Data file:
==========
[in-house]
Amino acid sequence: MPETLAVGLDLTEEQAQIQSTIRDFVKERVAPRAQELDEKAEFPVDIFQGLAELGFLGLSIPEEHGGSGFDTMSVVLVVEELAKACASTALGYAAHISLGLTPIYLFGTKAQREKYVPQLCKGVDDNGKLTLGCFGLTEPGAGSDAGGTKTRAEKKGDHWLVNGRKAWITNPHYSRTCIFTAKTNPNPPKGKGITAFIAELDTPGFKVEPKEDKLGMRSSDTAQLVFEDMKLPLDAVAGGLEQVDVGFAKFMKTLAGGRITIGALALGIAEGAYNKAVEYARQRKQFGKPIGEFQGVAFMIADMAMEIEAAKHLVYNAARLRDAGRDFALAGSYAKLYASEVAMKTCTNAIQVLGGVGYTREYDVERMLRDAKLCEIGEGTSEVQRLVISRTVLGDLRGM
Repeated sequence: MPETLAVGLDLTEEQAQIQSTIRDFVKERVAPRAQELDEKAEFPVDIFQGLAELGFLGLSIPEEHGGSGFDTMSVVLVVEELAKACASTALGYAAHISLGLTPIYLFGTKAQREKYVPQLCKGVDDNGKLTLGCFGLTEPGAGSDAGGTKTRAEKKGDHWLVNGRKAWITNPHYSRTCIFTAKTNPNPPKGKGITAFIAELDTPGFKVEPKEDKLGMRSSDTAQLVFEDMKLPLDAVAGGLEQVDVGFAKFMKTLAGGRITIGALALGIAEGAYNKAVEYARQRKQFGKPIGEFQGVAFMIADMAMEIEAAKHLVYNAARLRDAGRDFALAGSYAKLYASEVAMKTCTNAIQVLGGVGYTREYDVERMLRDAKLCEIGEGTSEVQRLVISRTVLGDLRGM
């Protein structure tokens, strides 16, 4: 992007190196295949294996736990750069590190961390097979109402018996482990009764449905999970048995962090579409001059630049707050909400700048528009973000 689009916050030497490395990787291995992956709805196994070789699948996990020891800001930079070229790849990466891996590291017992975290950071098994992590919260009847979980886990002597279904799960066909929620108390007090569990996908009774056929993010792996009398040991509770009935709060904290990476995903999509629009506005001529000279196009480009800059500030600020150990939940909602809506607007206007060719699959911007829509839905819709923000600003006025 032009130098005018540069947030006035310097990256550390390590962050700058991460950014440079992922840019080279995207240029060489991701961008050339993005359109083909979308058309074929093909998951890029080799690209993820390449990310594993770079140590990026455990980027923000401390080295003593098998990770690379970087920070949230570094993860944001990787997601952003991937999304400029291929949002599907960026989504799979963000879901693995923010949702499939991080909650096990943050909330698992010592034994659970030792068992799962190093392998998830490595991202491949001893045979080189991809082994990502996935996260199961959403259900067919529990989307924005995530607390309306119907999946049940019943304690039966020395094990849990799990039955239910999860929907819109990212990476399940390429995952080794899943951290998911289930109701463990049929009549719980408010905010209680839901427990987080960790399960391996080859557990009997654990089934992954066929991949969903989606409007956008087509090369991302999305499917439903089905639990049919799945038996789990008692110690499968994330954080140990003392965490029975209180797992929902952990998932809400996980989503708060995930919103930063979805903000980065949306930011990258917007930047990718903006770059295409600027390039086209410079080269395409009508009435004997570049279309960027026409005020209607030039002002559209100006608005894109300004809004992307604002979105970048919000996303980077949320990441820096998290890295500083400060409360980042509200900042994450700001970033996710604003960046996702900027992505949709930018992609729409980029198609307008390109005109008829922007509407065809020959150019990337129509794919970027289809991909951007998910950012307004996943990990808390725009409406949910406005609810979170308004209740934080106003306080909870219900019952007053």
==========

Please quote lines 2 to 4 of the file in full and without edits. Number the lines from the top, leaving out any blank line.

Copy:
Amino acid sequence: MPETLAVGLDLTEEQAQIQSTIRDFVKERVAPRAQELDEKAEFPVDIFQGLAELGFLGLSIPEEHGGSGFDTMSVVLVVEELAKACASTALGYAAHISLGLTPIYLFGTKAQREKYVPQLCKGVDDNGKLTLGCFGLTEPGAGSDAGGTKTRAEKKGDHWLVNGRKAWITNPHYSRTCIFTAKTNPNPPKGKGITAFIAELDTPGFKVEPKEDKLGMRSSDTAQLVFEDMKLPLDAVAGGLEQVDVGFAKFMKTLAGGRITIGALALGIAEGAYNKAVEYARQRKQFGKPIGEFQGVAFMIADMAMEIEAAKHLVYNAARLRDAGRDFALAGSYAKLYASEVAMKTCTNAIQVLGGVGYTREYDVERMLRDAKLCEIGEGTSEVQRLVISRTVLGDLRGM
Repeated sequence: MPETLAVGLDLTEEQAQIQSTIRDFVKERVAPRAQELDEKAEFPVDIFQGLAELGFLGLSIPEEHGGSGFDTMSVVLVVEELAKACASTALGYAAHISLGLTPIYLFGTKAQREKYVPQLCKGVDDNGKLTLGCFGLTEPGAGSDAGGTKTRAEKKGDHWLVNGRKAWITNPHYSRTCIFTAKTNPNPPKGKGITAFIAELDTPGFKVEPKEDKLGMRSSDTAQLVFEDMKLPLDAVAGGLEQVDVGFAKFMKTLAGGRITIGALALGIAEGAYNKAVEYARQRKQFGKPIGEFQGVAFMIADMAMEIEAAKHLVYNAARLRDAGRDFALAGSYAKLYASEVAMKTCTNAIQVLGGVGYTREYDVERMLRDAKLCEIGEGTSEVQRLVISRTVLGDLRGM
């Protein structure tokens, strides 16, 4: 992007190196295949294996736990750069590190961390097979109402018996482990009764449905999970048995962090579409001059630049707050909400700048528009973000 689009916050030497490395990787291995992956709805196994070789699948996990020891800001930079070229790849990466891996590291017992975290950071098994992590919260009847979980886990002597279904799960066909929620108390007090569990996908009774056929993010792996009398040991509770009935709060904290990476995903999509629009506005001529000279196009480009800059500030600020150990939940909602809506607007206007060719699959911007829509839905819709923000600003006025 032009130098005018540069947030006035310097990256550390390590962050700058991460950014440079992922840019080279995207240029060489991701961008050339993005359109083909979308058309074929093909998951890029080799690209993820390449990310594993770079140590990026455990980027923000401390080295003593098998990770690379970087920070949230570094993860944001990787997601952003991937999304400029291929949002599907960026989504799979963000879901693995923010949702499939991080909650096990943050909330698992010592034994659970030792068992799962190093392998998830490595991202491949001893045979080189991809082994990502996935996260199961959403259900067919529990989307924005995530607390309306119907999946049940019943304690039966020395094990849990799990039955239910999860929907819109990212990476399940390429995952080794899943951290998911289930109701463990049929009549719980408010905010209680839901427990987080960790399960391996080859557990009997654990089934992954066929991949969903989606409007956008087509090369991302999305499917439903089905639990049919799945038996789990008692110690499968994330954080140990003392965490029975209180797992929902952990998932809400996980989503708060995930919103930063979805903000980065949306930011990258917007930047990718903006770059295409600027390039086209410079080269395409009508009435004997570049279309960027026409005020209607030039002002559209100006608005894109300004809004992307604002979105970048919000996303980077949320990441820096998290890295500083400060409360980042509200900042994450700001970033996710604003960046996702900027992505949709930018992609729409980029198609307008390109005109008829922007509407065809020959150019990337129509794919970027289809991909951007998910950012307004996943990990808390725009409406949910406005609810979170308004209740934080106003306080909870219900019952007053």